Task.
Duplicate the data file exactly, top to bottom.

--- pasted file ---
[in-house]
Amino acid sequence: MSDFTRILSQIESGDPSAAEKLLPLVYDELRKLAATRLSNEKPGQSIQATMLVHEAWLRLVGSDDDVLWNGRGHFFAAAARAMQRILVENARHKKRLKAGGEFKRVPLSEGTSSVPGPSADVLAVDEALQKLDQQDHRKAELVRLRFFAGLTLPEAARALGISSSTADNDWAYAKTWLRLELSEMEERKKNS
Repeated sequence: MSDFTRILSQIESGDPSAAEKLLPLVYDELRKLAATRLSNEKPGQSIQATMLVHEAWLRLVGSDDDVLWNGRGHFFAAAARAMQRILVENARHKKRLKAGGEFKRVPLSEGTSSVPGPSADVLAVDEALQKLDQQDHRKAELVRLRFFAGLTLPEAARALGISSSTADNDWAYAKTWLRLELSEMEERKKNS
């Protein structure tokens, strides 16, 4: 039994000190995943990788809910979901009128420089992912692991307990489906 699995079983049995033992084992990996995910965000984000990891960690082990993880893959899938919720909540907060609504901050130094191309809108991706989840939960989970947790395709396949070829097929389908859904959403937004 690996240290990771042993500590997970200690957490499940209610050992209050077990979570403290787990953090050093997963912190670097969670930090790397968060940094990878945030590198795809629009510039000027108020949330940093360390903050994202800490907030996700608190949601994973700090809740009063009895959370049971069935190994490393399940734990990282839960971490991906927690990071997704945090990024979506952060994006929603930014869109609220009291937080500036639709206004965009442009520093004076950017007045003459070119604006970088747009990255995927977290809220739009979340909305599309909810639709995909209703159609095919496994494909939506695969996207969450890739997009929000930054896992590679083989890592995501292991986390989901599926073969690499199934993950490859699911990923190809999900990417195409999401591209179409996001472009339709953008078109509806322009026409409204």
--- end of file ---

[in-house]
Amino acid sequence: MSDFTRILSQIESGDPSAAEKLLPLVYDELRKLAATRLSNEKPGQSIQATMLVHEAWLRLVGSDDDVLWNGRGHFFAAAARAMQRILVENARHKKRLKAGGEFKRVPLSEGTSSVPGPSADVLAVDEALQKLDQQDHRKAELVRLRFFAGLTLPEAARALGISSSTADNDWAYAKTWLRLELSEMEERKKNS
Repeated sequence: MSDFTRILSQIESGDPSAAEKLLPLVYDELRKLAATRLSNEKPGQSIQATMLVHEAWLRLVGSDDDVLWNGRGHFFAAAARAMQRILVENARHKKRLKAGGEFKRVPLSEGTSSVPGPSADVLAVDEALQKLDQQDHRKAELVRLRFFAGLTLPEAARALGISSSTADNDWAYAKTWLRLELSEMEERKKNS
């Protein structure tokens, strides 16, 4: 039994000190995943990788809910979901009128420089992912692991307990489906 699995079983049995033992084992990996995910965000984000990891960690082990993880893959899938919720909540907060609504901050130094191309809108991706989840939960989970947790395709396949070829097929389908859904959403937004 690996240290990771042993500590997970200690957490499940209610050992209050077990979570403290787990953090050093997963912190670097969670930090790397968060940094990878945030590198795809629009510039000027108020949330940093360390903050994202800490907030996700608190949601994973700090809740009063009895959370049971069935190994490393399940734990990282839960971490991906927690990071997704945090990024979506952060994006929603930014869109609220009291937080500036639709206004965009442009520093004076950017007045003459070119604006970088747009990255995927977290809220739009979340909305599309909810639709995909209703159609095919496994494909939506695969996207969450890739997009929000930054896992590679083989890592995501292991986390989901599926073969690499199934993950490859699911990923190809999900990417195409999401591209179409996001472009339709953008078109509806322009026409409204």